St. Vincent’s One Nineteen holds youth cooking camps

NORTH SHELBY – Aspiring chefs and those just beginning to explore food preparation are taking part in the Thyme to Cook for Kids camps at St. Vincent’s One Nineteen this summer.

Each camp features five four-hour days of learning cooking skills and food safety, and preparing four made-from-scratch, healthy recipes daily.

“Most of them, their parents tell us they love cooking, they watch the cooking shows, they want to be a chef, but with others we are teaching the most basic cooking skills,” St. Vincent’s One Nineteen Dietitian Donna Sibley said.

The younger age group, 6-9, went through the first camp the week of June 11, then 10- through 12-year-olds took their turn the week of June 18.

The “Savor the South” program took the participants on a culinary tour around the region, with recipes ranging from grilled peaches with honey and yogurt from Georgia to beef empanadas from Texas to spicy roasted okra from Louisiana.

A different state was highlighted each day, with participants learning a bit about the state, what makes its cuisine unique and then preparing various entrees, sides, desserts and snacks—all with a focus on healthy ingredients and preparation.

One Nineteen Director of Health and Wellness Services Jacqueline Gardner said her daughter went through the camp, which empowers the children and builds confidence in their abilities.

“It’s real food. It’s not kid food,” Gardner said. “These are skills they can take home and use the rest of their lives.”

Lexi Holderby, 13, participated in the camp for the fifth year—this time as the first ever junior counselor.

Holderby, who lives in North Carolina but attends the camp each year while visiting an aunt who works at One Nineteen, supervised her own group during the camp and said the most important lesson she hoped to share was keep chemicals, such as those used for cleaning, away from food being prepared.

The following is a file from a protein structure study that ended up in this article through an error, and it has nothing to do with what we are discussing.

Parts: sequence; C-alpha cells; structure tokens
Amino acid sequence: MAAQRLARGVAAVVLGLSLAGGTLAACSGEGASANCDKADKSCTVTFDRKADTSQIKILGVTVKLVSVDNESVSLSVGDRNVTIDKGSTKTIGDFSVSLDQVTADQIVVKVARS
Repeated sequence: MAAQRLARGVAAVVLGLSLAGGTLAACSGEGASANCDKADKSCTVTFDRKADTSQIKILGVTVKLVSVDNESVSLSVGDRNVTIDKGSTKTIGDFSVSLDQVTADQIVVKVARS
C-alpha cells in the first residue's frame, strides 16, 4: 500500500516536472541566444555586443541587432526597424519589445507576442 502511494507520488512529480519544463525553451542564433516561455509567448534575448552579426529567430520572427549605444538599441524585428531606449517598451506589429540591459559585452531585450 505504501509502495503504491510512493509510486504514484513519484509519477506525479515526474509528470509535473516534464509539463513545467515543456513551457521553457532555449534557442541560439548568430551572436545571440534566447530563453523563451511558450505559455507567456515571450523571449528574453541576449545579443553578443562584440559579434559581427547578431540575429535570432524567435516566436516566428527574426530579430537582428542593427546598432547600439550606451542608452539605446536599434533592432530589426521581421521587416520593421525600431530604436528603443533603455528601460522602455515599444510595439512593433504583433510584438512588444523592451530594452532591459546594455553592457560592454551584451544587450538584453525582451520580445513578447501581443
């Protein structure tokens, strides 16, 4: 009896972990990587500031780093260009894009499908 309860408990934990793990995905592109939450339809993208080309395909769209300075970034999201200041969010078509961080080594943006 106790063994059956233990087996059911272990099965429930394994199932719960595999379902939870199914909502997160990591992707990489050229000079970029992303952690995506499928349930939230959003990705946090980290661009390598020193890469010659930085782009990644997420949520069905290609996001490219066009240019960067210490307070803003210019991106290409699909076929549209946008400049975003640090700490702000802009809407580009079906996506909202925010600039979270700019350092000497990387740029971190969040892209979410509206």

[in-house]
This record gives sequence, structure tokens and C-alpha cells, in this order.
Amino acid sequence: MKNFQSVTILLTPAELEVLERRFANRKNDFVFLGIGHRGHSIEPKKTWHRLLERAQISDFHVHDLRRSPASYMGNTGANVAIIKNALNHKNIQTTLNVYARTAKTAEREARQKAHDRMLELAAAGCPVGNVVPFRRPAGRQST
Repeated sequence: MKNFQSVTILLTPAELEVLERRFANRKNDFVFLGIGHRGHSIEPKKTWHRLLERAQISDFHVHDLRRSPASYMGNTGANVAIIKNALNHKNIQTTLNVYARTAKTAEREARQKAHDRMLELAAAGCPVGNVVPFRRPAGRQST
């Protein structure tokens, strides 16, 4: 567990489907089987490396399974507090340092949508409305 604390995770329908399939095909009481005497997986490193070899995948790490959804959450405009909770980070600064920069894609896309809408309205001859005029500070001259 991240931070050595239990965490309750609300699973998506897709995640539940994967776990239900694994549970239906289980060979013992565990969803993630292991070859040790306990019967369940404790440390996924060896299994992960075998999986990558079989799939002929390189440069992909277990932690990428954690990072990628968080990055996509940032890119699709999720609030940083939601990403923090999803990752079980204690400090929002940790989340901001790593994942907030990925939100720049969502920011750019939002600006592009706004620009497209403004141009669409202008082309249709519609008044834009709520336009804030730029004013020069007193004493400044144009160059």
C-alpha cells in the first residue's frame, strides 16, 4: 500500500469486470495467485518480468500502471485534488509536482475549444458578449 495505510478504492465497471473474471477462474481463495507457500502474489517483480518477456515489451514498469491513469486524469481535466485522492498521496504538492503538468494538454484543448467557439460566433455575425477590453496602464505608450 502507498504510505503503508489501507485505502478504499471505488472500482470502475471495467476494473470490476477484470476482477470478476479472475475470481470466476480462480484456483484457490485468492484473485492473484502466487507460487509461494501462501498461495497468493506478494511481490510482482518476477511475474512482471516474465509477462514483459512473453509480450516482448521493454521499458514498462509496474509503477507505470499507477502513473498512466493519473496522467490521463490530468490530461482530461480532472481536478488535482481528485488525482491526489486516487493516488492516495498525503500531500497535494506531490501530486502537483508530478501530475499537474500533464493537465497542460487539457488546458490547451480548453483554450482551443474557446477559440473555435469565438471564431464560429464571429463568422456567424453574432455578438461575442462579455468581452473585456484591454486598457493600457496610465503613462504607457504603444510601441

Of all the recipes she has completed during the camp, Holderby said blackberry jam was her favorite because she was able to share it with loved ones.

“When I took it home, everyone liked it,” she said.

Keaton Hawkins, meanwhile, was attending his first cooking camp.

“I was making something to eat, and I was adding extra ingredients, spices and stuff, to make it taste better, and my mom asked if I would want to go to cooking camp,” said Hawkins, 11, as he and his group prepared “Florida Sunset Spiced Tilapia.”

More cooking camps are scheduled for July, with registration still available.

The “Epicurious” program will be held from July 9-13 for ages 7-9 and July 23-27 for ages 10-12.

The program teaches curious kids how food works, with explorations in various cooking techniques and flavors.

“They can eat something, but it’s nice to know how it got there,” Sibley said. “It’s healthy eating in the context of making it fun.

“Some parents report that their child learned to eat a certain vegetable/food in cooking camp and now has worked it into their taste preferences,” Sibley said. “Picky eaters are more likely to eat foods they don’t think they like under peer pressure and if they make it themselves. It may take 13-20 tries for a child to taste a certain food they don’t like before they start eating and liking a food that they previously wouldn’t eat.”

The cost to participate is $225 per session.

For more information or to register, call 408-6550, visit the Wellness or Fitness desks at St. Vincent’s One Nineteen for an application or download from OneNineteen.com.